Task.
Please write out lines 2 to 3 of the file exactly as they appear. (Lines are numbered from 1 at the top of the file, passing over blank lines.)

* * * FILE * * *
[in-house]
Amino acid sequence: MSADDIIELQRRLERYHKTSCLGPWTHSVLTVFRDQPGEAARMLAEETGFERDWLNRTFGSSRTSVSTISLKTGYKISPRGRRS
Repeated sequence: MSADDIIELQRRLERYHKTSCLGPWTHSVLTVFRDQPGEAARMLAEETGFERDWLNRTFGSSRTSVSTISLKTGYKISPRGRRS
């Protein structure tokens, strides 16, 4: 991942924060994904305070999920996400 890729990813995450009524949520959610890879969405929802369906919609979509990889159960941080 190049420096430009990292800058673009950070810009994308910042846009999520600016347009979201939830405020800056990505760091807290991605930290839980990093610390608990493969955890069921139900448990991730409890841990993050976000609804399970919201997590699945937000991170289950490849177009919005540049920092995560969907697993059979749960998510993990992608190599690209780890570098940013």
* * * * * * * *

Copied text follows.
Amino acid sequence: MSADDIIELQRRLERYHKTSCLGPWTHSVLTVFRDQPGEAARMLAEETGFERDWLNRTFGSSRTSVSTISLKTGYKISPRGRRS
Repeated sequence: MSADDIIELQRRLERYHKTSCLGPWTHSVLTVFRDQPGEAARMLAEETGFERDWLNRTFGSSRTSVSTISLKTGYKISPRGRRS